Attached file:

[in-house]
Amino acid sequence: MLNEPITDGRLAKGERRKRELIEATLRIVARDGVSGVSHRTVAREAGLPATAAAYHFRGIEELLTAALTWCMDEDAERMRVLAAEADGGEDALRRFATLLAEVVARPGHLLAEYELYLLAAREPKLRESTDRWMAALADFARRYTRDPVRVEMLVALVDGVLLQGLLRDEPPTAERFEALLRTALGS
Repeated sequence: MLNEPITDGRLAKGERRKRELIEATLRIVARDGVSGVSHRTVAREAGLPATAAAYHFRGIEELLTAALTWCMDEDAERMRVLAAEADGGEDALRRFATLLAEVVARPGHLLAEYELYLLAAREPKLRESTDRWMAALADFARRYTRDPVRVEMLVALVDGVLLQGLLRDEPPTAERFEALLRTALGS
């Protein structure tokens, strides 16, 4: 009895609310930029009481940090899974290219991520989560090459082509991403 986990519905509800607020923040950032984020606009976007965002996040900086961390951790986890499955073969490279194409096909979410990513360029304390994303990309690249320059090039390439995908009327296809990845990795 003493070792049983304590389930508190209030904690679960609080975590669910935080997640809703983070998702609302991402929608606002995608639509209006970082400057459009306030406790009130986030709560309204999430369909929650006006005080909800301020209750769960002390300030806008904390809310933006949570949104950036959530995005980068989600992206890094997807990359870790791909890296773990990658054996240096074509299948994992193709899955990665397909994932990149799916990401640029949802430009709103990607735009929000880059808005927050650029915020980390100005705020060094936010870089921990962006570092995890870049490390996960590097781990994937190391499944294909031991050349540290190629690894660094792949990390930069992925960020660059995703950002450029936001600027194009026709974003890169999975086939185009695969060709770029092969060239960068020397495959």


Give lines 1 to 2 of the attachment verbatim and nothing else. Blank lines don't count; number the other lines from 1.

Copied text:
[in-house]
Amino acid sequence: MLNEPITDGRLAKGERRKRELIEATLRIVARDGVSGVSHRTVAREAGLPATAAAYHFRGIEELLTAALTWCMDEDAERMRVLAAEADGGEDALRRFATLLAEVVARPGHLLAEYELYLLAAREPKLRESTDRWMAALADFARRYTRDPVRVEMLVALVDGVLLQGLLRDEPPTAERFEALLRTALGS